At Tritech, we are an established military partner across the globe. Our suite of sensors have been integrated into military vehicles and applications for over 30 years and we continue to have a strong presence within the defence sector. There are a number of military based applications where our sensors are utilised regularly including mine-counter measures, search and recovery operations and covert diving missions.
Some of the key products which have been utilised in the defence sector include:
Diver Mounted Display (DMD)
In 2020, we launched the Diver Mounted Display (DMD): a system which enables divers to recognise targets, navigate towards them safely, and complete a close inspection, all in zero visibility water. The system uses multibeam imaging sonar technology which is mounted at head height and projects the sonar image in real time into a monocle which covers the diver's non-dominant eye.
Utilising the Gemini range of multibeam imaging sonars allows the user to select the most suitable sonar for the type of operation required. The Micron Gemini provides a basic navigation capability and where a higher degree of resolution is required, the diver can opt for the Gemini 720ik or Gemini 1200ik which both of which provide excellent range, resolution and field of view. These high specification multibeam imaging sonars provide a diver with a high degree of confidence while working in zero visibility conditions and allow searches to be undertaken far more efficiently than when using search patterns alone.
The Diver Mounted Display is available in two configurations: Tethered and Untethered. The tethered system (DMD-T) is intended primarily for surface air dive systems where the supplied tether connects the diver to the surface and control of the sonar is undertaken by the support team.
The untethered system (DMD-U) allows the diver to operate totally independent of a surface connection, with the diver themselves taking control of the sonar operation. This is of particular benefit where a diver wishes to operate in a covert fashion or where there may have hazards that the tether could be snagged.
Multibeam imaging sonar
Our suite of multibeam imaging sonars, including the Micron Gemini and Gemini 1200ik, have been used in multiple military applications over the past 10 years. Most recently, the Micron Gemini has seen popularity in the defence sector as its small form factor, lightweight body and 750m depth rating makes it easy to integrate into vehicles and swimboards alike.
The Micron Gemini offers a 90° horizontal field of view and 50m range as well as 128 beams and an effective angular resolution of 0.7°. This small but powerful sonar continues to grow in popularity amongst the defence market since its launch in 2022 and is expected to continue to gather momentum over the coming years. At Tritech, we strive to continually improve our products based on user feedback.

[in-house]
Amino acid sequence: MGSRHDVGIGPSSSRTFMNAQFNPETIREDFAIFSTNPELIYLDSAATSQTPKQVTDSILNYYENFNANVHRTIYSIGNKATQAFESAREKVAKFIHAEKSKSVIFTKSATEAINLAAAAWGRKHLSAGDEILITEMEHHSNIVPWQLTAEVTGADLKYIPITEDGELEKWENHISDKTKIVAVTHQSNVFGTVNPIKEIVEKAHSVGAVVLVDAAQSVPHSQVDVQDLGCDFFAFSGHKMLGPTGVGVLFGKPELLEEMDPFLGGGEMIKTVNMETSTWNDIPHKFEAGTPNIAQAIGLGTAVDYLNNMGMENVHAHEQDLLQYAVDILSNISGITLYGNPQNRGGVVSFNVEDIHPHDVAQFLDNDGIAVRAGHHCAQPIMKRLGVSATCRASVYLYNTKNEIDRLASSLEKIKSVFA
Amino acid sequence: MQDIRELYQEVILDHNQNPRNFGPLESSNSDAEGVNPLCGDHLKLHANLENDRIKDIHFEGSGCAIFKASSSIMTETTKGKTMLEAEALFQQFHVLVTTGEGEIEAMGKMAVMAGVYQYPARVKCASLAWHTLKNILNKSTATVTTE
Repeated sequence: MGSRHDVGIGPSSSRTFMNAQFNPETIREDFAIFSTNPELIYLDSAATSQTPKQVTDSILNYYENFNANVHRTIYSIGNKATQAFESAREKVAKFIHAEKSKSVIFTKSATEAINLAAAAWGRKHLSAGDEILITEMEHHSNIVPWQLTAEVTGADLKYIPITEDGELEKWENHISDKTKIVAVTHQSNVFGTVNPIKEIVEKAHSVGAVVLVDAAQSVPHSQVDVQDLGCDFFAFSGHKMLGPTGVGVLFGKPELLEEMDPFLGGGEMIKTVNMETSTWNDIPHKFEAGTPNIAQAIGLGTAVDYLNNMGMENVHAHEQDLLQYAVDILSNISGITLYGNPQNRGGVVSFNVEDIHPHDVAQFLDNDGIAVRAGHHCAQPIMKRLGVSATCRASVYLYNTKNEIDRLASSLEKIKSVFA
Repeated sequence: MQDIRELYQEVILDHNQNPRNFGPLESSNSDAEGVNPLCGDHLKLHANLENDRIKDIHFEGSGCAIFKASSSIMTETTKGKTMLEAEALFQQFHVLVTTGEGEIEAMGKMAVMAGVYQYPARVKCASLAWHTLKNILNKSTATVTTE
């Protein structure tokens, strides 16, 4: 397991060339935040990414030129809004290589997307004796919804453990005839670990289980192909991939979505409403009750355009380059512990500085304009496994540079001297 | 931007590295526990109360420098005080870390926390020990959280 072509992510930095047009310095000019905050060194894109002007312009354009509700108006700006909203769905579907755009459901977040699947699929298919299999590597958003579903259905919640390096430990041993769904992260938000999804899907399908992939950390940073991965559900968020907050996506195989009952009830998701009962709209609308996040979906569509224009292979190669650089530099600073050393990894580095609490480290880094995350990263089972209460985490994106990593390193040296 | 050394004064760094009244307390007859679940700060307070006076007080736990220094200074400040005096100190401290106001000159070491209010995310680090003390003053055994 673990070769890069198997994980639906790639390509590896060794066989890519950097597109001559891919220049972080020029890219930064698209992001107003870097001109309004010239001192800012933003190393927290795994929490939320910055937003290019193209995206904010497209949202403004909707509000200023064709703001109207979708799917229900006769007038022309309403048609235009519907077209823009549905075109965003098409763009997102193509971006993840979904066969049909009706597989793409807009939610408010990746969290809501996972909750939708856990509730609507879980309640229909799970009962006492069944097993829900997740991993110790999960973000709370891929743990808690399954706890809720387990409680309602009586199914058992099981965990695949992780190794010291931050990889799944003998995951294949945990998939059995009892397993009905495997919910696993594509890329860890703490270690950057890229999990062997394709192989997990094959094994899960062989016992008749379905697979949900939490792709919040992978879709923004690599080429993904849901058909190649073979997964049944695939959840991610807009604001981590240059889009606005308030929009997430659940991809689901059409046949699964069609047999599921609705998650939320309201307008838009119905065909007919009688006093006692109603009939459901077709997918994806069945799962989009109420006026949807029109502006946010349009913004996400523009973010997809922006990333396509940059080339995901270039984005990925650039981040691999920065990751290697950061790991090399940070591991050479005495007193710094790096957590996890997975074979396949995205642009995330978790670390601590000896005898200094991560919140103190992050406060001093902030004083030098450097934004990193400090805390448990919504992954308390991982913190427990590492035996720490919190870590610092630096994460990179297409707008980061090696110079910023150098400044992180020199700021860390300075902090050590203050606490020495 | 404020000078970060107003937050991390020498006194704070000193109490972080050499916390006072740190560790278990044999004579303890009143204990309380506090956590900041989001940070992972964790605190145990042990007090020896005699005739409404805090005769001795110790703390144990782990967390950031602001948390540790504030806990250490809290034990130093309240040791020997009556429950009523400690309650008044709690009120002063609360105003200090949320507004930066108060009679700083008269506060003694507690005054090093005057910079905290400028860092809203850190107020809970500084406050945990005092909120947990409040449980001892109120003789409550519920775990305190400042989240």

In 2019, we launched the Gemini 1200ik: a dual frequency version of the Gemini 720ik. This sonar has become extremely popular as the low frequency enables users to locate and navigate toward targets, and the high frequency enables close inspection with high-definition, video-like imagery. The Gemini 1200ik will soon be available with AHRS, reducing the requirement for additional sensors and payload on ROVs and AUVs.
Gemini 720ik 360⁰
The Gemini 720ik 360⁰ is a recent development from our talented engineering team and offers a 360° field of view multibeam imaging sonar. This product is ideal for intruder detection within harbours and ports.
We have already completed advanced testing on the Gemini 720ik 360⁰ which has included the unit being stationed in a large body of water for over a year while it gathers data. The sonar was able to cover a large area of water as it has a 360° field of view covering 120m in all directions.
The software deployed with the sonar uses artificial intelligence in the form of deep learning models based on artificial neural networks. These models are used to detect and classify targets of interest to a higher degree of accuracy than previously possible. The models are trained by using previously acquired data and then used in real-time to detect and track targets. By using deep learning techniques, the improvement in identification accuracy reduces the amount of human supervision necessary making it highly attractive to the defence sector.